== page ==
operation Streamline & Shackles

“take the shackles off my feet so i can dance… i just wanna praise You, i just wanna praise You.” Shackles, by MaryMary


The lyrics of this song invaded my soul as I sat for the first time in the DeConcini Federal Courthouse in Tucson this week.  I was invited to go with a group of women from First United Methodist Church in Tucson, and although it wasn’t on my calendar, it had been on my heart, so I just went.  I was thinking of all the other things I could do…but there I was riding the train to the courthouse.  It was a beautiful, sunny day in Arizona…

We entered the court room, and immediately, my senses were troubled.  At the front of the room were rows of pews, not unlike what we sit on in church, and a group of men and women were already there.  The number of people was in the 70’s by my unofficial count.  Two of them were women.  The rest were men.  Except for one or two, most were young: I’d guess they were mostly in their 20’s or 30’s, though I did wonder if a few of them were teens. The mass of young people waiting to receive prison sentences was destabilizing. I first smelled the odor of bodies that had not had access to a shower or clean clothes.  And then I heard this sound.  It was a quiet tinkling with no rhythm.  I looked closer to see where it was coming from, and I saw that their feet and hands were shackled with chains.  For the whole of the time we were there, we heard the chains clinking as groups of young adults were brought before the judge.

They were there because they crossed the border illegally.  In this court, they didn’t have any other crimes to contend with, save the “crime” of “illegal entry” or “re-entry after deportation.”  They were told by the Honorable Bernardo P. Velasco that they could either enter a plea of guilty to illegal entry/re-entry, or they could reject the plea agreement and have their case go to trial.  All of them, every single one of them, decided to take the plea agreement, which was between 30 – 180 days of prison before they were deported to their countries of origin.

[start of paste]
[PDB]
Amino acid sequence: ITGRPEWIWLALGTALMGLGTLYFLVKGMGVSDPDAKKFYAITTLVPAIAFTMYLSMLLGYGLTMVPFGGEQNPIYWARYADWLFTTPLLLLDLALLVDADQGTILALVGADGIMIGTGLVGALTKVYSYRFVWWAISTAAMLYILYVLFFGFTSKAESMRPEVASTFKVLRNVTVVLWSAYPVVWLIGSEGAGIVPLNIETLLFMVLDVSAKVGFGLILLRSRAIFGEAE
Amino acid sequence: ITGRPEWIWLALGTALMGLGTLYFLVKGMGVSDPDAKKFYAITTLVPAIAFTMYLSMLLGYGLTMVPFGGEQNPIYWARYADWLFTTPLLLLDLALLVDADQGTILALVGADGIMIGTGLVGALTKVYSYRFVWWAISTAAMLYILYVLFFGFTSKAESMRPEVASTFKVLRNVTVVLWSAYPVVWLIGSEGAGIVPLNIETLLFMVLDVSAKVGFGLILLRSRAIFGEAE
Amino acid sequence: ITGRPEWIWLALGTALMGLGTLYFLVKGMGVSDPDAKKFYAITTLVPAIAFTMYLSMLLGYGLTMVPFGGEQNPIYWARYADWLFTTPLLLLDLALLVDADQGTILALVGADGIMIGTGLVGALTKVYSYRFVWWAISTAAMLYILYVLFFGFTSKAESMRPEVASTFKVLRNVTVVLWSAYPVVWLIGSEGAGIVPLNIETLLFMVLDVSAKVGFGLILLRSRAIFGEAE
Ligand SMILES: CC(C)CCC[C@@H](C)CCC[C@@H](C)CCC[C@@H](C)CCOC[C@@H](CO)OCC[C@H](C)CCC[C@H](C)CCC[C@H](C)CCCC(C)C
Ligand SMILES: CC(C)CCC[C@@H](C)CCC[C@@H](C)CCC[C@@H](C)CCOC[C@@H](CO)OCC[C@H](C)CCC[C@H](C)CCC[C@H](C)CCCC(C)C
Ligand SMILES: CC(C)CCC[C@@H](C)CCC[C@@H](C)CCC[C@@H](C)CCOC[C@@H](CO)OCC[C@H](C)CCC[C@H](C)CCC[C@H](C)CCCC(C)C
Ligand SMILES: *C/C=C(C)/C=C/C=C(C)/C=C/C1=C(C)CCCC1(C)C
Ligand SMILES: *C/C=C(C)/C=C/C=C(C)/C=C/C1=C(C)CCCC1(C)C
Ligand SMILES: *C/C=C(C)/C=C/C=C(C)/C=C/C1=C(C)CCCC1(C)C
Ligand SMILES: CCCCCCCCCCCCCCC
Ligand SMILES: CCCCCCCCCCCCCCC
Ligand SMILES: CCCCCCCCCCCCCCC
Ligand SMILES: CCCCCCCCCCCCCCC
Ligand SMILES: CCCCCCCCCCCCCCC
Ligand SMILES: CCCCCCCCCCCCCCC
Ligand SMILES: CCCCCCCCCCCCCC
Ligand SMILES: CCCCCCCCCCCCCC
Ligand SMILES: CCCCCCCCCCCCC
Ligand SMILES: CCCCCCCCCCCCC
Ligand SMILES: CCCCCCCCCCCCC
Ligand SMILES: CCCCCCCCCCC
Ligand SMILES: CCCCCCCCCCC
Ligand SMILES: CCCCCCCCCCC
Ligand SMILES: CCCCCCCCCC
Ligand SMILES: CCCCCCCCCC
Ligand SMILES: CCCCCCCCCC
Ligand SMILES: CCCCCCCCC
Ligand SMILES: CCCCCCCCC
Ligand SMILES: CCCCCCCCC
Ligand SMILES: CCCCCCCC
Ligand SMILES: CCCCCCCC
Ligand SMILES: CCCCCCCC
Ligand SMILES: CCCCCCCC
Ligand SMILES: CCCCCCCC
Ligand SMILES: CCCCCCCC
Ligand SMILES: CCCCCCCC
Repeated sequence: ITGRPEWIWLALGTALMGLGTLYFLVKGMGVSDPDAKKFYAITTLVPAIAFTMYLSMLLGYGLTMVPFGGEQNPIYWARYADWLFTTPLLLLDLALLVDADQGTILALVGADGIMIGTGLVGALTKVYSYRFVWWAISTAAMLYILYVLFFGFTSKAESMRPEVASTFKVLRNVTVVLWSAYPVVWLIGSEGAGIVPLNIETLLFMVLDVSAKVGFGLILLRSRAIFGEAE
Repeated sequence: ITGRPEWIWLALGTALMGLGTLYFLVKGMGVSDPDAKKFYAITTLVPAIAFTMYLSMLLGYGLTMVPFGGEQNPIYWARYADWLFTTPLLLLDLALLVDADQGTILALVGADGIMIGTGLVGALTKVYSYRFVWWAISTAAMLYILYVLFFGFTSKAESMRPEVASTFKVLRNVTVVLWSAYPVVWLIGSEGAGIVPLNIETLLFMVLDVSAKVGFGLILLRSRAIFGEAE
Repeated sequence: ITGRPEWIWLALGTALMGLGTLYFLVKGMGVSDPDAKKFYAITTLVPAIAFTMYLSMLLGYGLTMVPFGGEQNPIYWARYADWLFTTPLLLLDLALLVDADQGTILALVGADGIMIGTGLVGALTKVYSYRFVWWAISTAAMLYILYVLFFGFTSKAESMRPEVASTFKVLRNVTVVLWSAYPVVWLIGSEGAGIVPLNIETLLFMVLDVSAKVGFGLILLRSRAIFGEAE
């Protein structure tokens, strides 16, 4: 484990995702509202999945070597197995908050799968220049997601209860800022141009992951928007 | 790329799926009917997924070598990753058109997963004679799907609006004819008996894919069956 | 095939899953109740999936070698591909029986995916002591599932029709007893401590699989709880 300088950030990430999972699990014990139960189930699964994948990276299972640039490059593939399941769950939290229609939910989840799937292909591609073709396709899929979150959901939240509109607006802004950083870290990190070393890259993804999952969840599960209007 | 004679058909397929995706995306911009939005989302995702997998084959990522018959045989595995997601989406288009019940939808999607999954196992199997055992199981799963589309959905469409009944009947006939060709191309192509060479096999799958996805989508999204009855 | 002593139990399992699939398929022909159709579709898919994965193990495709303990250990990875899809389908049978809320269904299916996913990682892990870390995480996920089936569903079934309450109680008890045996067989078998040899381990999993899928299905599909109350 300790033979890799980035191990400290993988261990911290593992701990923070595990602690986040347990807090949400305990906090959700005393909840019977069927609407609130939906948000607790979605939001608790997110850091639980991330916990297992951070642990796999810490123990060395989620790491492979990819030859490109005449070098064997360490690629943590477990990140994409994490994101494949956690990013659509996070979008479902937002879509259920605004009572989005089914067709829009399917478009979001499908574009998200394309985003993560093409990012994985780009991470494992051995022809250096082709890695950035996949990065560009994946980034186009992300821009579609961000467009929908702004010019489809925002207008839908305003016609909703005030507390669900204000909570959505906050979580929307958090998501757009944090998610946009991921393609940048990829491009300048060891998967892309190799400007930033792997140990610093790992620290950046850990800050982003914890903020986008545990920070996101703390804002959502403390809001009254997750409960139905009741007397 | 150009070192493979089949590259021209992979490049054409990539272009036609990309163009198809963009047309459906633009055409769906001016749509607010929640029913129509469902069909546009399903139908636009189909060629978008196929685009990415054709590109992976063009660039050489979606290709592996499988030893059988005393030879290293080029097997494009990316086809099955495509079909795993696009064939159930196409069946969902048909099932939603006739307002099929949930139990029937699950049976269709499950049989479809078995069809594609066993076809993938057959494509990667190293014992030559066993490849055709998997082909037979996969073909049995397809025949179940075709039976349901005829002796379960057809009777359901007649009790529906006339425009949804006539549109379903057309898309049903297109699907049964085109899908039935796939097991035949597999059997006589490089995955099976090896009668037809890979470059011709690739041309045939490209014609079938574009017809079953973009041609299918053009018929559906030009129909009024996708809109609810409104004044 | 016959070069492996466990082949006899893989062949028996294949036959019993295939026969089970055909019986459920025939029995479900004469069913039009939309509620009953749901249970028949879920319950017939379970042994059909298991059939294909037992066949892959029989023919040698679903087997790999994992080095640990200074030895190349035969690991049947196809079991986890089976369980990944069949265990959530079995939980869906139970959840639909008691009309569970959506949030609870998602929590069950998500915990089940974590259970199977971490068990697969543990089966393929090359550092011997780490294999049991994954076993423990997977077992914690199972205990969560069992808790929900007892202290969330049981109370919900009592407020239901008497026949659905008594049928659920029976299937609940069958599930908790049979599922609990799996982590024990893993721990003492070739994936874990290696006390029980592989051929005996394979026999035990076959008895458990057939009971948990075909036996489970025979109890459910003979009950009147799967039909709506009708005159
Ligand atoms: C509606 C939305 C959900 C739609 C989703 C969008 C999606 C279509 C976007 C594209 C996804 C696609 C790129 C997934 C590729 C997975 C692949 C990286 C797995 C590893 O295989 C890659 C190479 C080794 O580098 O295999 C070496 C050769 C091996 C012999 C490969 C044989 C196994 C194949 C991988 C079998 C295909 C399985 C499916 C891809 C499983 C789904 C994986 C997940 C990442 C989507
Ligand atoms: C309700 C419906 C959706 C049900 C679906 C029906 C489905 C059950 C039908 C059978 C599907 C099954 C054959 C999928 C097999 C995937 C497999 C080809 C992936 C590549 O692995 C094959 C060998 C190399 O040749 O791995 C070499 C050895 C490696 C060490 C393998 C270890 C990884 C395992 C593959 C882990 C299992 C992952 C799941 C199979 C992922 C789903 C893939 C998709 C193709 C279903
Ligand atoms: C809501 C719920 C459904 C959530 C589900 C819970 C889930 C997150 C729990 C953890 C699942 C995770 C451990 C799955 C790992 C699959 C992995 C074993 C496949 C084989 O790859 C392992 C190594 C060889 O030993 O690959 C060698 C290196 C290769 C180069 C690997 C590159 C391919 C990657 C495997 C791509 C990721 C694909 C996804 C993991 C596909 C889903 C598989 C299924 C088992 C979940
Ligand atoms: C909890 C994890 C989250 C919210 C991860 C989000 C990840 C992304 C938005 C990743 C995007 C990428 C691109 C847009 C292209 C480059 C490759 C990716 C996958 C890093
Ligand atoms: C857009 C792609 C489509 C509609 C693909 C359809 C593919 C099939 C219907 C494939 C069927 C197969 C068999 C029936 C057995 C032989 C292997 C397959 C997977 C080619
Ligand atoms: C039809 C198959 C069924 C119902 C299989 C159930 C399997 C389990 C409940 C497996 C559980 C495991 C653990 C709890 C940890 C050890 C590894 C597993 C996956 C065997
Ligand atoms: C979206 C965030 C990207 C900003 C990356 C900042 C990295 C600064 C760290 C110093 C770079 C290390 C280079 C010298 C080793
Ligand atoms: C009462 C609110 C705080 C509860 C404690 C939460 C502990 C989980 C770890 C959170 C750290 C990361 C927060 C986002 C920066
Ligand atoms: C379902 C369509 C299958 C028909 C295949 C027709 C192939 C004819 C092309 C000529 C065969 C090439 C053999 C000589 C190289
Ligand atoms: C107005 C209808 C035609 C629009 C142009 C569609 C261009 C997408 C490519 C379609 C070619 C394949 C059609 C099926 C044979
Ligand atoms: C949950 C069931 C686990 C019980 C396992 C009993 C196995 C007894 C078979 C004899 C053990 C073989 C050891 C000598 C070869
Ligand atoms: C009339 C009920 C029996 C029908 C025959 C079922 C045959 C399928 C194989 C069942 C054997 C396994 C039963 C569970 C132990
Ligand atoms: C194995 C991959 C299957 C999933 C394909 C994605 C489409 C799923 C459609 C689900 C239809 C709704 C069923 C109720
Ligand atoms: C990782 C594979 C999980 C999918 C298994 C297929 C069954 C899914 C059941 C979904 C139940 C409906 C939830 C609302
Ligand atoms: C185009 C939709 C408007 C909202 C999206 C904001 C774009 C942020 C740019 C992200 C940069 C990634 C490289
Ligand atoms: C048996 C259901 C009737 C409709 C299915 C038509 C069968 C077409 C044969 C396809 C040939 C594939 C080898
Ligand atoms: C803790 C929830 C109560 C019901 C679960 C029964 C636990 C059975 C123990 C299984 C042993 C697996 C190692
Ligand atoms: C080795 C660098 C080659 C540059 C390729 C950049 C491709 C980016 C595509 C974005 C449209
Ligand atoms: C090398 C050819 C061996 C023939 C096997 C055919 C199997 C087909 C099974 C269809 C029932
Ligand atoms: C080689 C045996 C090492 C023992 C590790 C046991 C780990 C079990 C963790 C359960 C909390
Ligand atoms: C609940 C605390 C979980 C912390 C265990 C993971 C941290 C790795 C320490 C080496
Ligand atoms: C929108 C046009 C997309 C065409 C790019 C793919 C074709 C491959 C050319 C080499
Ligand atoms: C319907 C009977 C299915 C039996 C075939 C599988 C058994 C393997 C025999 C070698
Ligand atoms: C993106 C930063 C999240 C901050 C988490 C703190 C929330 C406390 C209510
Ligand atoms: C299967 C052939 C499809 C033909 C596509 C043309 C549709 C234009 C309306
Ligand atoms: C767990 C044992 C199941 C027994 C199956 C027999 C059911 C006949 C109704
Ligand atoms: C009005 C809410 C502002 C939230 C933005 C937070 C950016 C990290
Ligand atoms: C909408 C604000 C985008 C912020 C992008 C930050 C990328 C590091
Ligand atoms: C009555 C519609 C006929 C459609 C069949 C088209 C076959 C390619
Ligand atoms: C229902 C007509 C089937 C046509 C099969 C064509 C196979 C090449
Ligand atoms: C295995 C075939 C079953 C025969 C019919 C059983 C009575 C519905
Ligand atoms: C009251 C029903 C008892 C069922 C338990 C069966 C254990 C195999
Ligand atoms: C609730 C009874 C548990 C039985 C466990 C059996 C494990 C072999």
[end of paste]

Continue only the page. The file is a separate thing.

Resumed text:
This matters because now they are sentenced and become “criminals.”  This is how we criminalize the immigrants among us.  This is what we do in America with peoples who are migrants.  We may have a heart for the Syrian migrants “over there” and we may even criticize other countries for not welcoming those fleeing from horrible situations; but meanwhile, in our own backyard, we are not only unwelcoming, we throw those who are asking for help into prison, and we stamp them as “criminals.” We do this to young men and to young women, and we have not even shown mercy to the young children who cross the border unaccompanied by parents.  Well…